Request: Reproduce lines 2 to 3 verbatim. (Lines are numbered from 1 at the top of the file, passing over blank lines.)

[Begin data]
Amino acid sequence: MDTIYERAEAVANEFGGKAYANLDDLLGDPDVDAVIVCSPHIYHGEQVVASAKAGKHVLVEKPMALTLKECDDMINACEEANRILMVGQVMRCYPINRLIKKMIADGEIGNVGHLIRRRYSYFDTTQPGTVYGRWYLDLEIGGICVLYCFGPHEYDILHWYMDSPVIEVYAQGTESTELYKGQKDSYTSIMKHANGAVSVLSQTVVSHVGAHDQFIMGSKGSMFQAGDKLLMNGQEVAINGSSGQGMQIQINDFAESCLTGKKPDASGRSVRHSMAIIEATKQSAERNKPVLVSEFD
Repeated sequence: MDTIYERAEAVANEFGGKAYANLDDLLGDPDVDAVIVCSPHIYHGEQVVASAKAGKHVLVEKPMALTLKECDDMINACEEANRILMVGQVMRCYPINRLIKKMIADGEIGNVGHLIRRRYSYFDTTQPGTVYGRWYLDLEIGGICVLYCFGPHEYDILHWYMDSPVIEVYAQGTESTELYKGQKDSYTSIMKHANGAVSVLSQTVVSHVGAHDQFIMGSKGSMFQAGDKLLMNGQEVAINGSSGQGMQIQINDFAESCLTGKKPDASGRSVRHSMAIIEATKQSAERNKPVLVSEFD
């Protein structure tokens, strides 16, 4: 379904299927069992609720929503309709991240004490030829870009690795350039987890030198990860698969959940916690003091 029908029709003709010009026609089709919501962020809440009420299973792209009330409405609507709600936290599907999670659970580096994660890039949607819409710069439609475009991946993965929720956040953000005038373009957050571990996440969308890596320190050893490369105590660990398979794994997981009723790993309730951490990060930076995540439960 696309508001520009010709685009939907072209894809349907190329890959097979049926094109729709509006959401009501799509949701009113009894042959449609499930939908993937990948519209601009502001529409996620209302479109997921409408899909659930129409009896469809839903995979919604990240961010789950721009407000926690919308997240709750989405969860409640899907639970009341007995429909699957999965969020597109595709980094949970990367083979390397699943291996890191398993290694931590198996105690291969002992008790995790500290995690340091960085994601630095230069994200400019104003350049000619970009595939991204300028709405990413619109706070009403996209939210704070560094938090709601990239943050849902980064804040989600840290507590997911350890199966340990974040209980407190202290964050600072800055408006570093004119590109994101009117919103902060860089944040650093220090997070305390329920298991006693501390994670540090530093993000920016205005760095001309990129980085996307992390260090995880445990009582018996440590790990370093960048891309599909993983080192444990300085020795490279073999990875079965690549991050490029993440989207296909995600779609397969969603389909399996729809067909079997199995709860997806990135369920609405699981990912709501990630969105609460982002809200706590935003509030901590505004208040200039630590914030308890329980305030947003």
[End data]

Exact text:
Repeated sequence: MDTIYERAEAVANEFGGKAYANLDDLLGDPDVDAVIVCSPHIYHGEQVVASAKAGKHVLVEKPMALTLKECDDMINACEEANRILMVGQVMRCYPINRLIKKMIADGEIGNVGHLIRRRYSYFDTTQPGTVYGRWYLDLEIGGICVLYCFGPHEYDILHWYMDSPVIEVYAQGTESTELYKGQKDSYTSIMKHANGAVSVLSQTVVSHVGAHDQFIMGSKGSMFQAGDKLLMNGQEVAINGSSGQGMQIQINDFAESCLTGKKPDASGRSVRHSMAIIEATKQSAERNKPVLVSEFD
């Protein structure tokens, strides 16, 4: 379904299927069992609720929503309709991240004490030829870009690795350039987890030198990860698969959940916690003091 029908029709003709010009026609089709919501962020809440009420299973792209009330409405609507709600936290599907999670659970580096994660890039949607819409710069439609475009991946993965929720956040953000005038373009957050571990996440969308890596320190050893490369105590660990398979794994997981009723790993309730951490990060930076995540439960 696309508001520009010709685009939907072209894809349907190329890959097979049926094109729709509006959401009501799509949701009113009894042959449609499930939908993937990948519209601009502001529409996620209302479109997921409408899909659930129409009896469809839903995979919604990240961010789950721009407000926690919308997240709750989405969860409640899907639970009341007995429909699957999965969020597109595709980094949970990367083979390397699943291996890191398993290694931590198996105690291969002992008790995790500290995690340091960085994601630095230069994200400019104003350049000619970009595939991204300028709405990413619109706070009403996209939210704070560094938090709601990239943050849902980064804040989600840290507590997911350890199966340990974040209980407190202290964050600072800055408006570093004119590109994101009117919103902060860089944040650093220090997070305390329920298991006693501390994670540090530093993000920016205005760095001309990129980085996307992390260090995880445990009582018996440590790990370093960048891309599909993983080192444990300085020795490279073999990875079965690549991050490029993440989207296909995600779609397969969603389909399996729809067909079997199995709860997806990135369920609405699981990912709501990630969105609460982002809200706590935003509030901590505004208040200039630590914030308890329980305030947003």